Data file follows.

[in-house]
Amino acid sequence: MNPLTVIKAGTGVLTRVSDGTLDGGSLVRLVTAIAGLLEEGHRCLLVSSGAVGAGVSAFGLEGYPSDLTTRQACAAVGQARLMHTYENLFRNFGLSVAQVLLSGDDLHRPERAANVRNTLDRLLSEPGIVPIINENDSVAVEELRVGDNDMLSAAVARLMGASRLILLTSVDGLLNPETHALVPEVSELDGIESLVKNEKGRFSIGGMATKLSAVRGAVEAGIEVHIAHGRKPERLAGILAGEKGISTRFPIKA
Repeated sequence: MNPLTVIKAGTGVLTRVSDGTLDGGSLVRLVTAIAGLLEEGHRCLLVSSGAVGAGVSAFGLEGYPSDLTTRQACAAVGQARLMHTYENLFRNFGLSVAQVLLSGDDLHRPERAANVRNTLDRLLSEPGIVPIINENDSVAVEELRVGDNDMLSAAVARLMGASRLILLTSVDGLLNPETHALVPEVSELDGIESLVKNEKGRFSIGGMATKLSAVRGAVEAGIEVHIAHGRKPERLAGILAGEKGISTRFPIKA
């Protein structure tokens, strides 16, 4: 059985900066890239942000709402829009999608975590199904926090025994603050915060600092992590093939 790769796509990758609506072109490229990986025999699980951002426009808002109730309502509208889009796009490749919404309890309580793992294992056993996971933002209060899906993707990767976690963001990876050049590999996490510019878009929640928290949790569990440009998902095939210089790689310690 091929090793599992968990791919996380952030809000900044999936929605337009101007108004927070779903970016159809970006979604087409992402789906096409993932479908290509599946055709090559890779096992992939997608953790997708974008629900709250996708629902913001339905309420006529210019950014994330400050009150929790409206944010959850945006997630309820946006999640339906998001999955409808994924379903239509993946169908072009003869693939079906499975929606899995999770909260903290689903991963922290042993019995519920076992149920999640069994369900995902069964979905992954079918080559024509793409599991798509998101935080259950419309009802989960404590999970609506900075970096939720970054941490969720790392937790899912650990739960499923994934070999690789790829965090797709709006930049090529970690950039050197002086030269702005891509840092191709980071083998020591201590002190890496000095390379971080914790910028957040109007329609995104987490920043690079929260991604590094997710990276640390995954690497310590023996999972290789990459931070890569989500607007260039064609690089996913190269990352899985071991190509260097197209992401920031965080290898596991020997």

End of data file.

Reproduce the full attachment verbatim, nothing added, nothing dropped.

[in-house]
Amino acid sequence: MNPLTVIKAGTGVLTRVSDGTLDGGSLVRLVTAIAGLLEEGHRCLLVSSGAVGAGVSAFGLEGYPSDLTTRQACAAVGQARLMHTYENLFRNFGLSVAQVLLSGDDLHRPERAANVRNTLDRLLSEPGIVPIINENDSVAVEELRVGDNDMLSAAVARLMGASRLILLTSVDGLLNPETHALVPEVSELDGIESLVKNEKGRFSIGGMATKLSAVRGAVEAGIEVHIAHGRKPERLAGILAGEKGISTRFPIKA
Repeated sequence: MNPLTVIKAGTGVLTRVSDGTLDGGSLVRLVTAIAGLLEEGHRCLLVSSGAVGAGVSAFGLEGYPSDLTTRQACAAVGQARLMHTYENLFRNFGLSVAQVLLSGDDLHRPERAANVRNTLDRLLSEPGIVPIINENDSVAVEELRVGDNDMLSAAVARLMGASRLILLTSVDGLLNPETHALVPEVSELDGIESLVKNEKGRFSIGGMATKLSAVRGAVEAGIEVHIAHGRKPERLAGILAGEKGISTRFPIKA
């Protein structure tokens, strides 16, 4: 059985900066890239942000709402829009999608975590199904926090025994603050915060600092992590093939 790769796509990758609506072109490229990986025999699980951002426009808002109730309502509208889009796009490749919404309890309580793992294992056993996971933002209060899906993707990767976690963001990876050049590999996490510019878009929640928290949790569990440009998902095939210089790689310690 091929090793599992968990791919996380952030809000900044999936929605337009101007108004927070779903970016159809970006979604087409992402789906096409993932479908290509599946055709090559890779096992992939997608953790997708974008629900709250996708629902913001339905309420006529210019950014994330400050009150929790409206944010959850945006997630309820946006999640339906998001999955409808994924379903239509993946169908072009003869693939079906499975929606899995999770909260903290689903991963922290042993019995519920076992149920999640069994369900995902069964979905992954079918080559024509793409599991798509998101935080259950419309009802989960404590999970609506900075970096939720970054941490969720790392937790899912650990739960499923994934070999690789790829965090797709709006930049090529970690950039050197002086030269702005891509840092191709980071083998020591201590002190890496000095390379971080914790910028957040109007329609995104987490920043690079929260991604590094997710990276640390995954690497310590023996999972290789990459931070890569989500607007260039064609690089996913190269990352899985071991190509260097197209992401920031965080290898596991020997």